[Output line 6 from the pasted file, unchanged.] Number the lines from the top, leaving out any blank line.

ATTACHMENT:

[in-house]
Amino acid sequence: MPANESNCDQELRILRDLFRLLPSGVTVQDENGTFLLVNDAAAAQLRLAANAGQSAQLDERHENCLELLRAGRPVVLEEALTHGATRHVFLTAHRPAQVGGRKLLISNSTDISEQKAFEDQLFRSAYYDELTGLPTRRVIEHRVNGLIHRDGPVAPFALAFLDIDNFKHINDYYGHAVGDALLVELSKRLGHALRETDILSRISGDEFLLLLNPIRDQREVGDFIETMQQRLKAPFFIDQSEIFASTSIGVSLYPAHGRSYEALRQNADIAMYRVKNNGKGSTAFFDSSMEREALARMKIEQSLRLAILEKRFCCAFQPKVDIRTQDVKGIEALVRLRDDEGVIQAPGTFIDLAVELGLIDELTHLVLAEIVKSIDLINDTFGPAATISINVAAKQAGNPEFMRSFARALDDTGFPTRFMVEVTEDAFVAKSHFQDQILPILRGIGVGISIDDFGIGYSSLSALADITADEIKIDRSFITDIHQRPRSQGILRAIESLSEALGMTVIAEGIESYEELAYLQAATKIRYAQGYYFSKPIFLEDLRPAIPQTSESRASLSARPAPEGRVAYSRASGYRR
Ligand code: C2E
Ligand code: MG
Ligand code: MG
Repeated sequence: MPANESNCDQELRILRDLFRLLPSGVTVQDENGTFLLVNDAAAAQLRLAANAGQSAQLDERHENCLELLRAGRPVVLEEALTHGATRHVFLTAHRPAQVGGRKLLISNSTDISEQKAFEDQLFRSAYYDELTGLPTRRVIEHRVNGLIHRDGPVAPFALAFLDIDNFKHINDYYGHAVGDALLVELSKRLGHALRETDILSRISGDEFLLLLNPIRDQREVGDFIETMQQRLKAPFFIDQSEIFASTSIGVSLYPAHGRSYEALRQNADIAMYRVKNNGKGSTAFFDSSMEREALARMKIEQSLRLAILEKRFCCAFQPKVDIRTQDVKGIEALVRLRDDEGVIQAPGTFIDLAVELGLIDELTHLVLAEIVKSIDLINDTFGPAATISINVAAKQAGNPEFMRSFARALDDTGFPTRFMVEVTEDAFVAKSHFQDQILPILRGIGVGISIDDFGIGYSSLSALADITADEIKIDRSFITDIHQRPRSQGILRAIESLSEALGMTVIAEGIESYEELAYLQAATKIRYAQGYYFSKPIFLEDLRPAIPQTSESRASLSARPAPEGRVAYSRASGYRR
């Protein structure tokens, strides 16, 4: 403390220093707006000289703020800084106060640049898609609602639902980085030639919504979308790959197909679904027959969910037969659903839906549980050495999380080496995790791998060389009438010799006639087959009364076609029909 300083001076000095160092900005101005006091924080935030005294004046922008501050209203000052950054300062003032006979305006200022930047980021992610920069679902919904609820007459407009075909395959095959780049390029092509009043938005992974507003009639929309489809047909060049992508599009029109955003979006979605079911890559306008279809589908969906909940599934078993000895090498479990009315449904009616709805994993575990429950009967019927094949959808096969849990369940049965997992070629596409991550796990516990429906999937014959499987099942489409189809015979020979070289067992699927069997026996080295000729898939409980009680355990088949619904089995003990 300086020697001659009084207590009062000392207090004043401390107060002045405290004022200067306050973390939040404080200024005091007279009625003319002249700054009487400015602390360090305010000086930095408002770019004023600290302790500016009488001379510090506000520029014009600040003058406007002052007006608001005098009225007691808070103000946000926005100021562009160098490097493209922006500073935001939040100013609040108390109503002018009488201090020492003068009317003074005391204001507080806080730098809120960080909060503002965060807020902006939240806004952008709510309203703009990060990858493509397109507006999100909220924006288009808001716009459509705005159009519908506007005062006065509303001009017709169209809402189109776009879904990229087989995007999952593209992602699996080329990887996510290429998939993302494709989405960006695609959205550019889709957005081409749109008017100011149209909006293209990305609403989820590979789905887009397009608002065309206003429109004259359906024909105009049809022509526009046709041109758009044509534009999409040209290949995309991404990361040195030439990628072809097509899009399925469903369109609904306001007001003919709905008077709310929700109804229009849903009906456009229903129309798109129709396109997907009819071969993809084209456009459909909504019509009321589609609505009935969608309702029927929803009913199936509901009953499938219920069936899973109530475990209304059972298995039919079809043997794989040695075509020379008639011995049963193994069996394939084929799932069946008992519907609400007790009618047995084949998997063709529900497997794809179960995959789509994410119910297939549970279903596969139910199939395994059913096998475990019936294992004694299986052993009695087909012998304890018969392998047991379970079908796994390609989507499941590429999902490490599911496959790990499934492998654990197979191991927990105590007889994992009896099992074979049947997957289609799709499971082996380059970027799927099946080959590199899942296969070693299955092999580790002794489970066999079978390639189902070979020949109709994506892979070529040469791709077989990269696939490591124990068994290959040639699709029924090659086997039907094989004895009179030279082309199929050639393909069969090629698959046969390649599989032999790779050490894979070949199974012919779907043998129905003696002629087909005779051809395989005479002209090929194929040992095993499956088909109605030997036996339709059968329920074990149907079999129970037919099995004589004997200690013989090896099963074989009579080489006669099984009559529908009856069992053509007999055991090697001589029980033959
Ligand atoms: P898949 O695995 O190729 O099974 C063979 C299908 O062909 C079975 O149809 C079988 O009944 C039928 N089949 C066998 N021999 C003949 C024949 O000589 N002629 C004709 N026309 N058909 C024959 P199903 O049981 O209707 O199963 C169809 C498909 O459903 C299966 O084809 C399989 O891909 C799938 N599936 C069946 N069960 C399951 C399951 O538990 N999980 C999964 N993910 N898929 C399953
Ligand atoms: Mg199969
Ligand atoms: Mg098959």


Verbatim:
Repeated sequence: MPANESNCDQELRILRDLFRLLPSGVTVQDENGTFLLVNDAAAAQLRLAANAGQSAQLDERHENCLELLRAGRPVVLEEALTHGATRHVFLTAHRPAQVGGRKLLISNSTDISEQKAFEDQLFRSAYYDELTGLPTRRVIEHRVNGLIHRDGPVAPFALAFLDIDNFKHINDYYGHAVGDALLVELSKRLGHALRETDILSRISGDEFLLLLNPIRDQREVGDFIETMQQRLKAPFFIDQSEIFASTSIGVSLYPAHGRSYEALRQNADIAMYRVKNNGKGSTAFFDSSMEREALARMKIEQSLRLAILEKRFCCAFQPKVDIRTQDVKGIEALVRLRDDEGVIQAPGTFIDLAVELGLIDELTHLVLAEIVKSIDLINDTFGPAATISINVAAKQAGNPEFMRSFARALDDTGFPTRFMVEVTEDAFVAKSHFQDQILPILRGIGVGISIDDFGIGYSSLSALADITADEIKIDRSFITDIHQRPRSQGILRAIESLSEALGMTVIAEGIESYEELAYLQAATKIRYAQGYYFSKPIFLEDLRPAIPQTSESRASLSARPAPEGRVAYSRASGYRR